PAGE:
Leading commercial gym equipment providers Life Fitness has added VR capable equipment to their inventory. Studios and gyms now can buy an exercise bike powered by virtual reality. VirZoom, a developer of VR content and vSports technology, have partnered to provide VR workouts on specialized bikes across the world. Believed to be a first for the fitness industry, users can access fresh VR content regularly and even compete against friends from around the world.
VR may seem like something only trendy boutiques have embraced, but big-box gyms are getting in on the act too. 24 Hour Fitness is trailing a VR concept called “The Trip” where 3D wall to wall screens surround the rider, bringing them into anything from a vast mountain range to a densely forested park
While some studios and gyms are introducing some aspects of VR, one studio is taking VR to a whole new level. Black Box VR, is a totally immersive fitness game that takes place in a Colosseum- like an arena. The San Francisco based studio is one of the first VR only gyms in the world, and it will be interesting to see if this starts a new kind of fitness studio.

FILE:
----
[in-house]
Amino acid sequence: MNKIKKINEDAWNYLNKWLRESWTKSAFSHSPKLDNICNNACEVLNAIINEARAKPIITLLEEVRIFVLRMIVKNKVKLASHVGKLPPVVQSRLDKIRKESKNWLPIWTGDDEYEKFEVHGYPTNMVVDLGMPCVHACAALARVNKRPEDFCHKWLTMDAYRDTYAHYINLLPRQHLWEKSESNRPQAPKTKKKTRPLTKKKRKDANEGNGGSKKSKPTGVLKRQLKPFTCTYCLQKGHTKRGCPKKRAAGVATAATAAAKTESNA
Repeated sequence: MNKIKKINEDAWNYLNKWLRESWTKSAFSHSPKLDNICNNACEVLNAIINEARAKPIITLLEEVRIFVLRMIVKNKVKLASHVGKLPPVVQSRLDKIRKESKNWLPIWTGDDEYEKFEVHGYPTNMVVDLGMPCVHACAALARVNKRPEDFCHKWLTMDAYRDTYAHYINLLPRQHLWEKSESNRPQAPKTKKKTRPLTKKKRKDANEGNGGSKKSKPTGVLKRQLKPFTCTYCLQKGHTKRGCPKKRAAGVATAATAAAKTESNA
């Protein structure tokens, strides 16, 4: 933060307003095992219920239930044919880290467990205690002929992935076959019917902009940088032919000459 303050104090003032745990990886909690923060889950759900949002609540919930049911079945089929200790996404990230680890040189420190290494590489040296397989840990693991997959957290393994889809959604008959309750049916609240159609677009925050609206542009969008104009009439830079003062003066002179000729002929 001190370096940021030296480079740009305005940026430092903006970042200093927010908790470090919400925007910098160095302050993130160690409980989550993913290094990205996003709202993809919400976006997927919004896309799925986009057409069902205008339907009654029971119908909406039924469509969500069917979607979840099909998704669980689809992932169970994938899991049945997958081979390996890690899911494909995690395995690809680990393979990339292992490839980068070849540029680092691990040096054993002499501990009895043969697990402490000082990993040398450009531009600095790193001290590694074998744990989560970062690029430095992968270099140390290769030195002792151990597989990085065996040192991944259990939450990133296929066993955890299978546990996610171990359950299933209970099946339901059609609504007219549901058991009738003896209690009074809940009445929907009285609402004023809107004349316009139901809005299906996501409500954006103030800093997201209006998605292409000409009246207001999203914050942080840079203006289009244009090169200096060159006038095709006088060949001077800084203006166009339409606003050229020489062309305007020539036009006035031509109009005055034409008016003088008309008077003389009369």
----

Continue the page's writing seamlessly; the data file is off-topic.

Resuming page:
The 3 Companies Shaping the Reality of VR
Black Box VR is just one of several companies using VR in new and exciting ways. They are using the latest in virtual and augmented reality to restructure how to deliver fitness to the consumer. Let’s take a look at 3 forward-thinking companies in the world of VR fitness.
1. Mayweather Boxing + Fitness VR
We profiled this briefly in our guide to creating great fitness video, and it’s one of the more exciting companies on the list. Founded by boxing legend Floyd Mayweather as part of his fitness studio franchise Mayweather Boxing + Fitness, it’s currently only available in studios. Wearing a headset and “gloves,” the user can choose three different programs:
- Training: A 20-minute session of various boxing drills like the speed bag, heavy bag, and endurance punching. It claims to burn over 300 calories in a session
- Mitt Work With Floyd: Get in the ring with the man himself as he puts you through a pad workout. This is an intense session that will teach you all the fundamentals of boxing.